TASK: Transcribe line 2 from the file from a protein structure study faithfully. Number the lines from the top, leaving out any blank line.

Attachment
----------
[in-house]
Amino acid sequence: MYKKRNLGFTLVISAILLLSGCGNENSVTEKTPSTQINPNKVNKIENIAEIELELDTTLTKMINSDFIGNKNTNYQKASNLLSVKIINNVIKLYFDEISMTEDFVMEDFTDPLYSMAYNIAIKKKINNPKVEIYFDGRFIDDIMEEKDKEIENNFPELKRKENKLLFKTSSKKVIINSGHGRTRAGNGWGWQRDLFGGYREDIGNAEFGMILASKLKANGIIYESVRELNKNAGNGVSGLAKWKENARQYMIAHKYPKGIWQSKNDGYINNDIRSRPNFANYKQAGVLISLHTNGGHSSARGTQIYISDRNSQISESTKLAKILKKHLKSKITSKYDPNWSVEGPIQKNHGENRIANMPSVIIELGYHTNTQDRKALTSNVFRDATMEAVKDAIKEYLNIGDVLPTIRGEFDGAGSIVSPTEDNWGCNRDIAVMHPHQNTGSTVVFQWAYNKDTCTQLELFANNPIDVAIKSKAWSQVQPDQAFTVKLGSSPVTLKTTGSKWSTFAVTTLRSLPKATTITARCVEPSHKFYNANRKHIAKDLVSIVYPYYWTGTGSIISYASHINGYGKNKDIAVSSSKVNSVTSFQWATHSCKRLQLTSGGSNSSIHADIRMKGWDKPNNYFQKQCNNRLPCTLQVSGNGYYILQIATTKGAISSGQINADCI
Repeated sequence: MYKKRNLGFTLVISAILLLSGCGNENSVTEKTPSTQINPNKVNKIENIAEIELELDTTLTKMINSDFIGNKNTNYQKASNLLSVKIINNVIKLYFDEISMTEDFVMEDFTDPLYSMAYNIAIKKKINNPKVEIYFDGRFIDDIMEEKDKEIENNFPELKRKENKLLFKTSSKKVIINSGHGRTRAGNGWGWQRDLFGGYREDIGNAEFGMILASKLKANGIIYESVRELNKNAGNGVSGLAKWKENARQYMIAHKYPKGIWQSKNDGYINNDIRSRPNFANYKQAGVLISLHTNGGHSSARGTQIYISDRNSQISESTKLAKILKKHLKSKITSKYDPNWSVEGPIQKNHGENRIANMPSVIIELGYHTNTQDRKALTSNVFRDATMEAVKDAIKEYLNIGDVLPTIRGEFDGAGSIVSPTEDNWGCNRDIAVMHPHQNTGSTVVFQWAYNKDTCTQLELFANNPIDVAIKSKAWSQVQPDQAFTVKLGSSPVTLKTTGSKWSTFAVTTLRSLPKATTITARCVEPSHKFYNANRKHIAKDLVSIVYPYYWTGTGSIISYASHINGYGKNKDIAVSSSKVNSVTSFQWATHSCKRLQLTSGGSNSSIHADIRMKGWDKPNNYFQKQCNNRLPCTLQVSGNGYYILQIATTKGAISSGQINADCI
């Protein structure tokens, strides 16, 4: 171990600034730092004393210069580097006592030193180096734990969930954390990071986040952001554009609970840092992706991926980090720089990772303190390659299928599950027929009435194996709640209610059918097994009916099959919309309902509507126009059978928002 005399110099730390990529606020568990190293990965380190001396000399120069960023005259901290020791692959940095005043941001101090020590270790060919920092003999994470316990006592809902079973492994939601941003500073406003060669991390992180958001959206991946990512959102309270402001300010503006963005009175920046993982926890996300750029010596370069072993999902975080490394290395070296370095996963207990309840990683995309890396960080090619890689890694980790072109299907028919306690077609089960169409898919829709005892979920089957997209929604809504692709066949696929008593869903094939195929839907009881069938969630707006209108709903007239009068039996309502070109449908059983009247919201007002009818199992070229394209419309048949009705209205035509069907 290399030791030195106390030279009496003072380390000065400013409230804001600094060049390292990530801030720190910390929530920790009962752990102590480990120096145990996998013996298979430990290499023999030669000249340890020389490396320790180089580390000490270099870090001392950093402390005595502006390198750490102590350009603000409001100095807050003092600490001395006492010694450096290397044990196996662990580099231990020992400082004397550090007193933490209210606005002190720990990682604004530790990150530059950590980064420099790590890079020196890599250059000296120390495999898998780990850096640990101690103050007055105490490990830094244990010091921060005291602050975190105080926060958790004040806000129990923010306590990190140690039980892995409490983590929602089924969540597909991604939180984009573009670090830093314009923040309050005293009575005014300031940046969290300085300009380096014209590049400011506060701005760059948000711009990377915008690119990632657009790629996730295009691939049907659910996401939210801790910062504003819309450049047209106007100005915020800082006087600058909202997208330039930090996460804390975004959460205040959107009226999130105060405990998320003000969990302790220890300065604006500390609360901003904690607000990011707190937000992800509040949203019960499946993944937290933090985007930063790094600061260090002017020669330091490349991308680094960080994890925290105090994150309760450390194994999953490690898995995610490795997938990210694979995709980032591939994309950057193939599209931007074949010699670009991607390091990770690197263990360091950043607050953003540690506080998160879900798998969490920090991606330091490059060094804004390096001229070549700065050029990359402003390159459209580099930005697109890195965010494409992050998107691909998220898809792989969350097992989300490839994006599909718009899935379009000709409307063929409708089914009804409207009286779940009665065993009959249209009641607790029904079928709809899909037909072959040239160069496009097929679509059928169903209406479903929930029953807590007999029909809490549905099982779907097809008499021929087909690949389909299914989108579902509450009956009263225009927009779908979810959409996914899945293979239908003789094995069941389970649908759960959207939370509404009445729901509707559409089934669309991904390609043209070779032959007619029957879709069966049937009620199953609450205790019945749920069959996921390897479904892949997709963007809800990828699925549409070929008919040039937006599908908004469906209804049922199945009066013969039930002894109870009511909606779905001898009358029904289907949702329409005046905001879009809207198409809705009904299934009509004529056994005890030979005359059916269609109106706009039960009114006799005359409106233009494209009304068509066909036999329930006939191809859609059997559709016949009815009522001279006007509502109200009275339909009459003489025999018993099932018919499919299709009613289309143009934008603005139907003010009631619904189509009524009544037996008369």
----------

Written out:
Amino acid sequence: MYKKRNLGFTLVISAILLLSGCGNENSVTEKTPSTQINPNKVNKIENIAEIELELDTTLTKMINSDFIGNKNTNYQKASNLLSVKIINNVIKLYFDEISMTEDFVMEDFTDPLYSMAYNIAIKKKINNPKVEIYFDGRFIDDIMEEKDKEIENNFPELKRKENKLLFKTSSKKVIINSGHGRTRAGNGWGWQRDLFGGYREDIGNAEFGMILASKLKANGIIYESVRELNKNAGNGVSGLAKWKENARQYMIAHKYPKGIWQSKNDGYINNDIRSRPNFANYKQAGVLISLHTNGGHSSARGTQIYISDRNSQISESTKLAKILKKHLKSKITSKYDPNWSVEGPIQKNHGENRIANMPSVIIELGYHTNTQDRKALTSNVFRDATMEAVKDAIKEYLNIGDVLPTIRGEFDGAGSIVSPTEDNWGCNRDIAVMHPHQNTGSTVVFQWAYNKDTCTQLELFANNPIDVAIKSKAWSQVQPDQAFTVKLGSSPVTLKTTGSKWSTFAVTTLRSLPKATTITARCVEPSHKFYNANRKHIAKDLVSIVYPYYWTGTGSIISYASHINGYGKNKDIAVSSSKVNSVTSFQWATHSCKRLQLTSGGSNSSIHADIRMKGWDKPNNYFQKQCNNRLPCTLQVSGNGYYILQIATTKGAISSGQINADCI